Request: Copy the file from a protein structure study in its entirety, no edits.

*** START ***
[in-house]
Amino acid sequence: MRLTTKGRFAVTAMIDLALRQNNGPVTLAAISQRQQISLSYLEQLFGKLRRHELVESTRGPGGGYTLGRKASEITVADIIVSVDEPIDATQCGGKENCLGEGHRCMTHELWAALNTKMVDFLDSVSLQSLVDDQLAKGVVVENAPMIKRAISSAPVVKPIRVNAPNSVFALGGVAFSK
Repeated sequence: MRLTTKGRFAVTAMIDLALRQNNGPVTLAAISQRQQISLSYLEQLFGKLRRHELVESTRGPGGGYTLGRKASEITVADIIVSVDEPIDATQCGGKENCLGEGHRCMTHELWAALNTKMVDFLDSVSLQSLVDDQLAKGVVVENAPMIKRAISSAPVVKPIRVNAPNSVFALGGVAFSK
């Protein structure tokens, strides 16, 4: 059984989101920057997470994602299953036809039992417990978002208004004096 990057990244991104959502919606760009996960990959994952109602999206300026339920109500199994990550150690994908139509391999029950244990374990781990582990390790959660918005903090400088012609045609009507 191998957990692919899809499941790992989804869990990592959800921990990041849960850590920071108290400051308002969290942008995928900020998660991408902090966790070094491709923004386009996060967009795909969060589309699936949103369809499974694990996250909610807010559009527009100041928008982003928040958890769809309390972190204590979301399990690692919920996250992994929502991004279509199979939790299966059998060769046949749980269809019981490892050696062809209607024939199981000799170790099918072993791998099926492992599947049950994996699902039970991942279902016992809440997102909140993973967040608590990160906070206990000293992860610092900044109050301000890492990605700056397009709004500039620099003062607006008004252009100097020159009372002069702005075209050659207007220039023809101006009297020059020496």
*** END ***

[in-house]
Amino acid sequence: MRLTTKGRFAVTAMIDLALRQNNGPVTLAAISQRQQISLSYLEQLFGKLRRHELVESTRGPGGGYTLGRKASEITVADIIVSVDEPIDATQCGGKENCLGEGHRCMTHELWAALNTKMVDFLDSVSLQSLVDDQLAKGVVVENAPMIKRAISSAPVVKPIRVNAPNSVFALGGVAFSK
Repeated sequence: MRLTTKGRFAVTAMIDLALRQNNGPVTLAAISQRQQISLSYLEQLFGKLRRHELVESTRGPGGGYTLGRKASEITVADIIVSVDEPIDATQCGGKENCLGEGHRCMTHELWAALNTKMVDFLDSVSLQSLVDDQLAKGVVVENAPMIKRAISSAPVVKPIRVNAPNSVFALGGVAFSK
């Protein structure tokens, strides 16, 4: 059984989101920057997470994602299953036809039992417990978002208004004096 990057990244991104959502919606760009996960990959994952109602999206300026339920109500199994990550150690994908139509391999029950244990374990781990582990390790959660918005903090400088012609045609009507 191998957990692919899809499941790992989804869990990592959800921990990041849960850590920071108290400051308002969290942008995928900020998660991408902090966790070094491709923004386009996060967009795909969060589309699936949103369809499974694990996250909610807010559009527009100041928008982003928040958890769809309390972190204590979301399990690692919920996250992994929502991004279509199979939790299966059998060769046949749980269809019981490892050696062809209607024939199981000799170790099918072993791998099926492992599947049950994996699902039970991942279902016992809440997102909140993973967040608590990160906070206990000293992860610092900044109050301000890492990605700056397009709004500039620099003062607006008004252009100097020159009372002069702005075209050659207007220039023809101006009297020059020496």